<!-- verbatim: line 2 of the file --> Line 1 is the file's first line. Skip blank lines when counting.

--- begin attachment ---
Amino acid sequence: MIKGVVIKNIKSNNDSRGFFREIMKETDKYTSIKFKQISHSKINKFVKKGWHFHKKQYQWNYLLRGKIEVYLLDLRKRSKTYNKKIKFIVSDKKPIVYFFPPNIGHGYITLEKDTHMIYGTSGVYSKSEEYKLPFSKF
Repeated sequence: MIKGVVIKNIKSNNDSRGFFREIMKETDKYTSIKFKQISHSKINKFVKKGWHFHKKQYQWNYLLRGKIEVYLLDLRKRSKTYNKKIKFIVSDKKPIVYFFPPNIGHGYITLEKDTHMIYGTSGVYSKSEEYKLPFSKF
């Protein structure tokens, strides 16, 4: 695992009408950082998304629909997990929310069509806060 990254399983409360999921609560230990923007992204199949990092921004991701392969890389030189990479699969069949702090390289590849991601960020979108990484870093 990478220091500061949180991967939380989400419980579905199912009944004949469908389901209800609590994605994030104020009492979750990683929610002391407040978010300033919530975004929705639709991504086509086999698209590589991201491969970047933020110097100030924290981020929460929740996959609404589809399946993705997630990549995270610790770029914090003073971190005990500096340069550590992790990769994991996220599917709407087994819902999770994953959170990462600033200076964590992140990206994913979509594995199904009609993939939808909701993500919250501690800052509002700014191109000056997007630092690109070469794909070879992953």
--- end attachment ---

Repeated sequence: MIKGVVIKNIKSNNDSRGFFREIMKETDKYTSIKFKQISHSKINKFVKKGWHFHKKQYQWNYLLRGKIEVYLLDLRKRSKTYNKKIKFIVSDKKPIVYFFPPNIGHGYITLEKDTHMIYGTSGVYSKSEEYKLPFSKF